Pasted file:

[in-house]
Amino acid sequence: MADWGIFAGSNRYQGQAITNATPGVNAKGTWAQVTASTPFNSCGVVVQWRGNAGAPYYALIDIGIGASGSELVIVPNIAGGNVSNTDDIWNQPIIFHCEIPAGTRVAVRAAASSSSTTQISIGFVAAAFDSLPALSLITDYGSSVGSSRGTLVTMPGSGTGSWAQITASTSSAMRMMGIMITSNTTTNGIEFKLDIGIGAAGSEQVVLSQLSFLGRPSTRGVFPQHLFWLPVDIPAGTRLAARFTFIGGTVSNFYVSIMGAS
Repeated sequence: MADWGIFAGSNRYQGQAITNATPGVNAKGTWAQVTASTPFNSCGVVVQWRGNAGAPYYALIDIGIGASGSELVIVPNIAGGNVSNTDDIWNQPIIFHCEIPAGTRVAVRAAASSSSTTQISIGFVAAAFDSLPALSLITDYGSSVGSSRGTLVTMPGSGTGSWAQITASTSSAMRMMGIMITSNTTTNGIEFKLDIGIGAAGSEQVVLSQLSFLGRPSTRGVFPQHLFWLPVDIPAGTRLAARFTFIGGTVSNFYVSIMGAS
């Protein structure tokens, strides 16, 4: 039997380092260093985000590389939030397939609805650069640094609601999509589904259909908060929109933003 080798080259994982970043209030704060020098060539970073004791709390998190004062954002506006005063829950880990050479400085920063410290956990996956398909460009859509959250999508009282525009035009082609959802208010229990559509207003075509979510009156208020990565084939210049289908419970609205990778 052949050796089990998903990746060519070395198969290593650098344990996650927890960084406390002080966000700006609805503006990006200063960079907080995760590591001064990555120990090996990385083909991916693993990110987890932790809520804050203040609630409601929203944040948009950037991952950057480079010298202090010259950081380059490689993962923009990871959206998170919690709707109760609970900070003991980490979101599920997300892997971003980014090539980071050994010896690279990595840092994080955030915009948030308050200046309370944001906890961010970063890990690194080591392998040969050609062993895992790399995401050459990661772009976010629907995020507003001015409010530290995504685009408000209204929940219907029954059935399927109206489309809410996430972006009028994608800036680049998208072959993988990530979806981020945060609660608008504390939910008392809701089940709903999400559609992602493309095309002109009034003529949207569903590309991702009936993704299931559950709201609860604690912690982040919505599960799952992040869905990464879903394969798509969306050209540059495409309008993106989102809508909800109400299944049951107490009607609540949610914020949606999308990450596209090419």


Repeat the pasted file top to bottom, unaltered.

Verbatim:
[in-house]
Amino acid sequence: MADWGIFAGSNRYQGQAITNATPGVNAKGTWAQVTASTPFNSCGVVVQWRGNAGAPYYALIDIGIGASGSELVIVPNIAGGNVSNTDDIWNQPIIFHCEIPAGTRVAVRAAASSSSTTQISIGFVAAAFDSLPALSLITDYGSSVGSSRGTLVTMPGSGTGSWAQITASTSSAMRMMGIMITSNTTTNGIEFKLDIGIGAAGSEQVVLSQLSFLGRPSTRGVFPQHLFWLPVDIPAGTRLAARFTFIGGTVSNFYVSIMGAS
Repeated sequence: MADWGIFAGSNRYQGQAITNATPGVNAKGTWAQVTASTPFNSCGVVVQWRGNAGAPYYALIDIGIGASGSELVIVPNIAGGNVSNTDDIWNQPIIFHCEIPAGTRVAVRAAASSSSTTQISIGFVAAAFDSLPALSLITDYGSSVGSSRGTLVTMPGSGTGSWAQITASTSSAMRMMGIMITSNTTTNGIEFKLDIGIGAAGSEQVVLSQLSFLGRPSTRGVFPQHLFWLPVDIPAGTRLAARFTFIGGTVSNFYVSIMGAS
């Protein structure tokens, strides 16, 4: 039997380092260093985000590389939030397939609805650069640094609601999509589904259909908060929109933003 080798080259994982970043209030704060020098060539970073004791709390998190004062954002506006005063829950880990050479400085920063410290956990996956398909460009859509959250999508009282525009035009082609959802208010229990559509207003075509979510009156208020990565084939210049289908419970609205990778 052949050796089990998903990746060519070395198969290593650098344990996650927890960084406390002080966000700006609805503006990006200063960079907080995760590591001064990555120990090996990385083909991916693993990110987890932790809520804050203040609630409601929203944040948009950037991952950057480079010298202090010259950081380059490689993962923009990871959206998170919690709707109760609970900070003991980490979101599920997300892997971003980014090539980071050994010896690279990595840092994080955030915009948030308050200046309370944001906890961010970063890990690194080591392998040969050609062993895992790399995401050459990661772009976010629907995020507003001015409010530290995504685009408000209204929940219907029954059935399927109206489309809410996430972006009028994608800036680049998208072959993988990530979806981020945060609660608008504390939910008392809701089940709903999400559609992602493309095309002109009034003529949207569903590309991702009936993704299931559950709201609860604690912690982040919505599960799952992040869905990464879903394969798509969306050209540059495409309008993106989102809508909800109400299944049951107490009607609540949610914020949606999308990450596209090419």